keywords = "African-American, Breast cancer screening, Health and cultural beliefs, Mammography, Prevention research",
author = "Zollinger, {Terrell W.} and Victoria Champion and Patrick Monahan and Steele-Moses, {Susan K.} and Ziner, {Kim W.} and Qianqian Zhao and Bourff, {Sara A.} and Saywell, {Robert M.} and Russell, {Kathleen M.}",
year = "2010",
month = "7",
doi = "10.4278/ajhp.07031727",
language = "English",
volume = "24",
pages = "371--377",
journal = "American Journal of Health Promotion",
issn = "0890-1171",
publisher = "American Journal of Health Promotion",
number = "6",

}

TY - JOUR

T1 - Effects of personal characteristics on African-American women's beliefs about breast cancer

AU - Zollinger, Terrell W.

AU - Champion, Victoria

AU - Monahan, Patrick

AU - Steele-Moses, Susan K.

AU - Ziner, Kim W.

AU - Zhao, Qianqian

AU - Bourff, Sara A.

AU - Saywell, Robert M.

AU - Russell, Kathleen M.

PY - 2010/7

Y1 - 2010/7

N2 - Purpose: This study measured the effect of demographic and clinical characteristics on health and cultural beliefs related to mammography. Design: Cross-sectional study. Setting: Interviews were conducted during 2003 and 2004 in a Midwestern urban area. Subjects: Subjects were 344 low-income African-American women 40 years and older who had not had mammography within the previous 18 months. Measures: The instrument measured personal characteristics, belief and knowledge scales, and participants' mammography experience and plans. Analysis. Multiple regression analysis assessed the effect of specific demographic and clinical characteristics on each of the scale values and on subjects' stages of readiness to change. Results: The subjects' levels of education significantly affected six of the 12 belief and knowledge scales. Higher-educated women felt less susceptible to breast cancer, had higher selfefficacy, had less fear, had lower fatalism scores, were less likely to be present-time oriented, and were more knowledgeable about breast cancer. Older women felt they were less susceptible to breast cancer, had higher fatalism scores, were more present-time oriented, and were less knowledgeable about breast cancer. Conclusions: The findings suggest that mammography promotion programs for African-Americans should consider the education levels and ages of the target women to be most effective.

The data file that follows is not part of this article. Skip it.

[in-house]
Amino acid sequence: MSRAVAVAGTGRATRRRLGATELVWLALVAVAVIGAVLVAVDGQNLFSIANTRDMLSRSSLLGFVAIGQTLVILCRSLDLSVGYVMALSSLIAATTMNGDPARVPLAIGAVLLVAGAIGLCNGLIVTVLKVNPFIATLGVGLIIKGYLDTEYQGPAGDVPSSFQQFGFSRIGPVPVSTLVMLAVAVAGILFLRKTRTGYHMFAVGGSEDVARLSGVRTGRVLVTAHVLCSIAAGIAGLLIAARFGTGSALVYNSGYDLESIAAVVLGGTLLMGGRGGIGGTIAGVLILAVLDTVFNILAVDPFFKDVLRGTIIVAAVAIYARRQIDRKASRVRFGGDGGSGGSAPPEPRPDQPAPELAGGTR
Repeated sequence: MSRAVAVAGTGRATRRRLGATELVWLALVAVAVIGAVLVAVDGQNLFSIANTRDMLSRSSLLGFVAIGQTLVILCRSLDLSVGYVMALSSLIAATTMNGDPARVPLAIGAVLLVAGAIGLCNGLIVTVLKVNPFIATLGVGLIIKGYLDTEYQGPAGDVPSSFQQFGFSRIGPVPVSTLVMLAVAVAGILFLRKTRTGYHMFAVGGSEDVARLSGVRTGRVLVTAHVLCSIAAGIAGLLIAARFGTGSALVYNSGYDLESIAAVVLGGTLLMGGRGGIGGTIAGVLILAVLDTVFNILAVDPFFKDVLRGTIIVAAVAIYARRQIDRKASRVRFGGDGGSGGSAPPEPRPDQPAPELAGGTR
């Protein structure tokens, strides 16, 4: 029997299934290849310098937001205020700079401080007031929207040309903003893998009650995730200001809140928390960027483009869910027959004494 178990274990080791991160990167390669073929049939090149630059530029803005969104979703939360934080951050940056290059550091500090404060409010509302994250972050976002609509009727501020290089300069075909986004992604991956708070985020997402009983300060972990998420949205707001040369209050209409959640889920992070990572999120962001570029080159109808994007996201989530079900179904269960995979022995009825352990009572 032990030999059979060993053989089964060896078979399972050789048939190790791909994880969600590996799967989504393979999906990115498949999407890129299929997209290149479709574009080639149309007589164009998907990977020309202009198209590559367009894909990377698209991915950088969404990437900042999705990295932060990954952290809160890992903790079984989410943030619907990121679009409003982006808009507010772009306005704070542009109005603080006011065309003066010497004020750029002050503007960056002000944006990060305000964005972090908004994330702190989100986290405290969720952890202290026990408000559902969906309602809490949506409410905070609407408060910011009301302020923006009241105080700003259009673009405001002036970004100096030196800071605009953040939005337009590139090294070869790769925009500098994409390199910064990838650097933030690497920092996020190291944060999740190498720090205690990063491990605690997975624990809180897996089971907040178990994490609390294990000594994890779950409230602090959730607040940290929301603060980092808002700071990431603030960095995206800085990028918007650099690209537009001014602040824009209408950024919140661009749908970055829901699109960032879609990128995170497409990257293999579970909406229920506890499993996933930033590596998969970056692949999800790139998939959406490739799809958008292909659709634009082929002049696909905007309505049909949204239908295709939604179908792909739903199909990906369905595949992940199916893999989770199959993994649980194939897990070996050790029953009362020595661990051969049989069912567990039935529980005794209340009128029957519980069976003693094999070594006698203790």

AB - Purpose: This study measured the effect of demographic and clinical characteristics on health and cultural beliefs related to mammography. Design: Cross-sectional study. Setting: Interviews were conducted during 2003 and 2004 in a Midwestern urban area. Subjects: Subjects were 344 low-income African-American women 40 years and older who had not had mammography within the previous 18 months. Measures: The instrument measured personal characteristics, belief and knowledge scales, and participants' mammography experience and plans. Analysis. Multiple regression analysis assessed the effect of specific demographic and clinical characteristics on each of the scale values and on subjects' stages of readiness to change. Results: The subjects' levels of education significantly affected six of the 12 belief and knowledge scales. Higher-educated women felt less susceptible to breast cancer, had higher selfefficacy, had less fear, had lower fatalism scores, were less likely to be present-time oriented, and were more knowledgeable about breast cancer. Older women felt they were less susceptible to breast cancer, had higher fatalism scores, were more present-time oriented, and were less knowledgeable about breast cancer. Conclusions: The findings suggest that mammography promotion programs for African-Americans should consider the education levels and ages of the target women to be most effective.

KW - African-American

KW - Breast cancer screening

KW - Health and cultural beliefs

KW - Mammography

KW - Prevention research

UR - http://www.scopus.com/inward/record.url?scp=77957336072&partnerID=8YFLogxK

UR - http://www.scopus.com/inward/citedby.url?scp=77957336072&partnerID=8YFLogxK

U2 - 10.4278/ajhp.07031727

DO - 10.4278/ajhp.07031727

M3 - Article

C2 - 20594093

AN - SCOPUS:77957336072

VL - 24

SP - 371

EP - 377

JO - American Journal of Health Promotion

JF - American Journal of Health Promotion

SN - 0890-1171

IS - 6

ER -